Wednesday, 9 August 2017


The memory of the righteous is a blessing, but the name of the wicked will rot. Proverbs 10:7

I shared this week in the funeral celebrations of a person who has been one of the most influential in my life.

I first met Tessa nearly fifty years ago. I was a very young and very immature single minister in my first church, and the relationship never faded, even though in recent years we saw one another only occasionally. Judging by what other people at the funeral said I was one among many.

What made her so extraordinary? Answer: her sheer ordinariness. I know that sounds odd, but it’s true. She was just… Tessa: kind, loving, humble, generous, hospitable, full of fun. No pretensions, no affectations; what you saw with Tessa really was what you got.

She was no hide-bound traditionalist, but she saw her role in life largely as wife and mother; she was the heart-beat of a truly happy home.

Most of my memories are of little, ordinary things – the mugs of coffee I have drunk there, the meals I have eaten, the games of Scrabble I have played, the laughter I have enjoyed. Tessa, her husband Maurice, and their three sons, are the kind of people you only have to think of to feel better.

One memory sticks with me in a particularly vivid way.

Tessa felt that I was acting badly towards somebody; and a time came when she decided I needed to be told. So one memorable day she invited me to sit, coffee in hand, on a stool in the kitchen; and very quietly but very firmly she told me what she thought.

I didn’t like it – who would? But it didn’t take me long to realise that what she said was true. I hope I mended my ways accordingly, though at this distance in time I’m really not sure.

(That little episode illustrates a vital lesson, by the way: if truth is spoken – especially spoken in love – it has a way of taking root, of biting, even if at first it is rejected. In every area of life our business as Christians is to speak the truth and believe that, however long it might take, it will bear fruit.)

But the point is this. Doing for me what she did that day can’t have been easy for Tessa – taking somebody else to task is something we all shrink from. It was an act not only of love and friendship, but also of courage, taking seriously Paul’s words in Colossians 3:16, that we should “teach and admonish one another”. (That rather old-fashioned word has a range of meanings, from “instruct”, to “advise”, even to “scold”.) I have never forgotten – and never regretted – being “admonished” that day.

I find it hard to think of Tessa without thinking: how this world needs people like her!

So much anger and aggression, hatred and violence, greed and selfishness! All of us probably have imagined how wonderful it would be if we could change things single-handed – “If I ruled the world…” as the song went.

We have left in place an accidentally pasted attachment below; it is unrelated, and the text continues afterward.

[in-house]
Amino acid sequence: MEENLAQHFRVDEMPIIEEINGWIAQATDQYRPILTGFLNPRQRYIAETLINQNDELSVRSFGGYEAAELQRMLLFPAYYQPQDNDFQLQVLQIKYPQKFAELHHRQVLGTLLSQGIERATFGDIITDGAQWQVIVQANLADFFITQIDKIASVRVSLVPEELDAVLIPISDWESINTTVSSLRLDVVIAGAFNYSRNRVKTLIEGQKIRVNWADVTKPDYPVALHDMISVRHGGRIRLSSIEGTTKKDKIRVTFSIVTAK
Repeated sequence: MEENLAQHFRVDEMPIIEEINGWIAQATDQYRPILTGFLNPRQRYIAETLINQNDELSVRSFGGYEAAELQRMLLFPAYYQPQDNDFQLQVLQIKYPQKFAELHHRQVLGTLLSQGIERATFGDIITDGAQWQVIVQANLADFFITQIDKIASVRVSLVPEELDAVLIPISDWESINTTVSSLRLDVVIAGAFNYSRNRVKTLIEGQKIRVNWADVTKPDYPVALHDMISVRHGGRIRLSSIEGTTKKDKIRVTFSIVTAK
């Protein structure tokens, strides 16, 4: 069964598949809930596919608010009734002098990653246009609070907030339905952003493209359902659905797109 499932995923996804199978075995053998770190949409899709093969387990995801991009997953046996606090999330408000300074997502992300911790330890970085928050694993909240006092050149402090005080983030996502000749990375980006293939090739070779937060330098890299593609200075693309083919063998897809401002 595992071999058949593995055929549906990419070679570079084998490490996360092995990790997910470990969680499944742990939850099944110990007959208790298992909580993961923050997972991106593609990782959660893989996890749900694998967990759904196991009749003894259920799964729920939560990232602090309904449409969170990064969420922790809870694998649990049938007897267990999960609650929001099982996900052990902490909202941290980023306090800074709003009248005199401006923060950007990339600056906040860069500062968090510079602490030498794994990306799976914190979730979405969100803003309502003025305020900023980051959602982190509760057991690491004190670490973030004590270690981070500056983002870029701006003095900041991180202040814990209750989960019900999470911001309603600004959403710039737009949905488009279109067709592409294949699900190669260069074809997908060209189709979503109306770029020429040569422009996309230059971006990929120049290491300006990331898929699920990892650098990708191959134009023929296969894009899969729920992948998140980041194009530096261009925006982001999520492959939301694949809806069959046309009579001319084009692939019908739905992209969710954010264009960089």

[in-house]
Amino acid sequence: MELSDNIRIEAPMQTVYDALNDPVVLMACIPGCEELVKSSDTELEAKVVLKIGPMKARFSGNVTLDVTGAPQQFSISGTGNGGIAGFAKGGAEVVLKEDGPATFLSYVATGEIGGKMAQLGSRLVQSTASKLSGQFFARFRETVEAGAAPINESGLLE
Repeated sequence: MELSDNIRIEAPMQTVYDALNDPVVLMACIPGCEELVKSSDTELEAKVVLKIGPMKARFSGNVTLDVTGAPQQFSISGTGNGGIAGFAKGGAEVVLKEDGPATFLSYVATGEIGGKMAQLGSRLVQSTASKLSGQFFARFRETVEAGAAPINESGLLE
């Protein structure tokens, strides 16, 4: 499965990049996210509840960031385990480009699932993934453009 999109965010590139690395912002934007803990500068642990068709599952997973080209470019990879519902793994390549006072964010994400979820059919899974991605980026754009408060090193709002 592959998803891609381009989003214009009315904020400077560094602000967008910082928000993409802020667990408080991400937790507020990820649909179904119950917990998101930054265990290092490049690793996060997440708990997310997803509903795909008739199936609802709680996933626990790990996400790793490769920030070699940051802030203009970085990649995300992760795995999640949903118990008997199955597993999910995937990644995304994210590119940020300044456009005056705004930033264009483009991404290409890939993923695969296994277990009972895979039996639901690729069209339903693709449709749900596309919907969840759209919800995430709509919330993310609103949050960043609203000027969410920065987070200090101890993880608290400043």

Well, we can’t, and that’s something we have to accept. But Tessa was a perfect example of a vital fact: that while we individually can’t change the world, we can change our little bit of the world.

And if all of us who call ourselves Christians were to do that, the difference would be massive: what starts in the individual heart, and then saturates home and family, can spread further than we will ever know.

I’m not suggesting that only Christians are the kind of people who can change the world; we don’t have a monopoly on love and kindness. But there is that extra ingredient, that special something, which only God’s people possess: the gift of the Holy Spirit, through whom the love of Jesus is made real in our world.

Tessa was a Spirit-filled person. Her whole life was shaped by her love of Christ. That, ultimately, is what made her so special.

George Eliot (real name, Mary Ann Evans) wrote a novel, Middlemarch, about an unassuming woman called Dorothea. The closing words of the novel, summing up the impact of Dorothea’s life, apply perfectly to Tessa: “…the growing good of the world is partly dependent on unhistoric acts: and that things are not so ill with you and me as they might have been, is half owing to the number who lived faithfully a hidden life, and rest in unvisited tombs.”

All right, Tessa’s life, though certainly “lived faithfully”, may have been “hidden” in the sense of not making headlines. Her “acts” may have been “unhistoric”. But what a difference that life made! More than we will ever know.

“The memory of the righteous is a blessing.” Yes, indeed!

Thank you, O God, for all your saints who have gone before us. Help us to learn from them and to be inspired and challenged by them. And, by your grace, may we too leave the same legacy behind us. Amen.

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